With just three weeks to go before the Iowa caucuses, two top-polling Democratic candidates are still declining to say how they’re protecting their campaigns against hacking.
Sens. Elizabeth Warren (Mass.) and Bernie Sanders (I-Vt.) — who are among six candidates squaring off at tonight’s Democratic debate in Des Moines — both refused this week to say whether they’re following basic cybersecurity precautions recommended by the Democratic National Committee.
That puts the two top progressives in the race at odds with four other candidates who will take the stage tonight: former Vice President Joe Biden, Sen. Amy Klobuchar (D-Minn.), former South Bend, Ind., Mayor Pete Buttigieg and businessman Tom Steyer. Representatives for those candidates all told me they were taking numerous steps to protect their campaigns against hacking, including mandating cybersecurity training for staff and requiring that staff use extra security precautions before accessing smartphones and websites.
The refusal sounded alarm bells for some cybersecurity advocates with memories of how Russian hackers breached Hillary Clinton’s 2016 campaign and strategically released embarrassing emails to damage her candidacy. That hack was part of a broad Russian effort to hurt Clinton and help Donald Trump, U.S. intelligence agencies concluded. Now they’re warning that not only Russia, but also China and Iran “all will seek to interfere in the voting process or influence voter perceptions” in 2020.
“In 2016, we saw how lax cyber hygiene led directly to foreign interference in the election,” Maurice Turner, an election security expert at the Center for Democracy and Technology think tank, told me. “Campaigns at this level are the equivalent of a midsize nationwide business with annual revenue nearing $100 million dollars. Appropriate investments need to be made in security to protect the candidate and staff, as well as the personal data of donors and volunteers.”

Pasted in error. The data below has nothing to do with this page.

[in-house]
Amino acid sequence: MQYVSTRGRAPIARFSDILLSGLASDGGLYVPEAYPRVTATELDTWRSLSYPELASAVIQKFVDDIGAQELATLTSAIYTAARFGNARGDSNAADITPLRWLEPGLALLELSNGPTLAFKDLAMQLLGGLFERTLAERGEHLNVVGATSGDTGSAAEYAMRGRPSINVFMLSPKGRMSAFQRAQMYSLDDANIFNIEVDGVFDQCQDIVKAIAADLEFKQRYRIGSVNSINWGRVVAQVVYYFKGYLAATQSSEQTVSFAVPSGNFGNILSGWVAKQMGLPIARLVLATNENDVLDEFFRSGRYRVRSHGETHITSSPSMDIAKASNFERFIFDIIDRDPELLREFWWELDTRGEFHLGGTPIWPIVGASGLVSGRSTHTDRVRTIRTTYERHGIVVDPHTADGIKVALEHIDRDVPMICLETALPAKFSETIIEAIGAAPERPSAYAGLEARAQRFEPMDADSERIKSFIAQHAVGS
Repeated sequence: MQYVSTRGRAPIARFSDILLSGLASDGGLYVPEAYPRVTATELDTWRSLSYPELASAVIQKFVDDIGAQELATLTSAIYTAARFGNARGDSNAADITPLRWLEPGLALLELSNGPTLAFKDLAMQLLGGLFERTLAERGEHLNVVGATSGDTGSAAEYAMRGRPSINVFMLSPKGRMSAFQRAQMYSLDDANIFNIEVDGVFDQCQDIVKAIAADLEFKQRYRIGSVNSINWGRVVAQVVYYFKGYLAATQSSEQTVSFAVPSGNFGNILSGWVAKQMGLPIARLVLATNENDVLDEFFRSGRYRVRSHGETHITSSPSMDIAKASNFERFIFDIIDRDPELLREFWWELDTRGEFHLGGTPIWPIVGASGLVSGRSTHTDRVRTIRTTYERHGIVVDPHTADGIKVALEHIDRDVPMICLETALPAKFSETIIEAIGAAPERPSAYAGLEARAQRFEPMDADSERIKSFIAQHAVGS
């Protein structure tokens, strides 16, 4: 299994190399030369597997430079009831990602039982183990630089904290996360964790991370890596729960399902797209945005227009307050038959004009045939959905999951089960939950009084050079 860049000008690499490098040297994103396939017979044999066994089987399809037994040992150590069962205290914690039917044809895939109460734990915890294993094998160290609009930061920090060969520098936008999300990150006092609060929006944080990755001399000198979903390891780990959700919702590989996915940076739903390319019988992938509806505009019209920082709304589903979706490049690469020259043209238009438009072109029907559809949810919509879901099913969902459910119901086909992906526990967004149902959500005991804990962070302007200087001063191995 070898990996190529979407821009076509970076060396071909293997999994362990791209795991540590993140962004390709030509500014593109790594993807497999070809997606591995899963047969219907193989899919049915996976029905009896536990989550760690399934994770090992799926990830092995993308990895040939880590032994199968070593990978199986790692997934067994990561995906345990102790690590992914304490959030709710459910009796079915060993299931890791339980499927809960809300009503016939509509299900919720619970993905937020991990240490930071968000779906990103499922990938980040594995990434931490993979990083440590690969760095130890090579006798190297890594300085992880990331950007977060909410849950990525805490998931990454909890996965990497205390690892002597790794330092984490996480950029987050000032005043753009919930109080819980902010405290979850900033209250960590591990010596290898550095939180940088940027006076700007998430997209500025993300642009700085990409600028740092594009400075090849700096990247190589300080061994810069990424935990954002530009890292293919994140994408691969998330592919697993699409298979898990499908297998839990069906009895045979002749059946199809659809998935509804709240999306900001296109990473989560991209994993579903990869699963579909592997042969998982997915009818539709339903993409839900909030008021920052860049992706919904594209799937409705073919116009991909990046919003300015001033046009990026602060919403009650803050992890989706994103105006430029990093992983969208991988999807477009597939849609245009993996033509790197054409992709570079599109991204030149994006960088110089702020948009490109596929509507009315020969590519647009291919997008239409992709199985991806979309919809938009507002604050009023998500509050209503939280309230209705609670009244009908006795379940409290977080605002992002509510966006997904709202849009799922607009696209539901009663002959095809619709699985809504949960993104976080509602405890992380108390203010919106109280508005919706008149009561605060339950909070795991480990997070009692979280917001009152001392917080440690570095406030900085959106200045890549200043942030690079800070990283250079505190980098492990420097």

Sanders and Warren previously declined to discuss their campaign cybersecurity protections in June and September. Sanders’s campaign told me, “We don’t comment on matters of security” and a Warren representative said, “We’re not going to broadcast our cybersecurity practices out in public.” The stance was the same when I contacted both of their campaigns on the subject this week.
Publicizing basic precautions wouldn’t hurt the Democrats, Turner said, because without them, the campaigns would be exceptionally vulnerable to hackers.
Sanders was slightly more forthcoming in an interview with the New York Times opinion section published yesterday. But his comments were pretty hard to parse.
An interviewer asked whether Sanders uses two-factor authentication — a DNC-recommended security protection in which people must use both a password and second factor, such as a fingerprint or SMS code, to log into devices and websites.
His answer: “There is a woman in my office whose name is Melissa who drives me crazy and gets angry at me all the time. Again, we take that issue very seriously, and she works on my phone and my iPad, my computer, as she does for the whole office. In fact, I was briefed maybe a month ago by the F.B.I. on the dangers there.”
Campaigns for the other debate participants were more forthcoming this week. Klobuchar, Buttigieg and Steyer said they were using all six cybersecurity protections I asked about.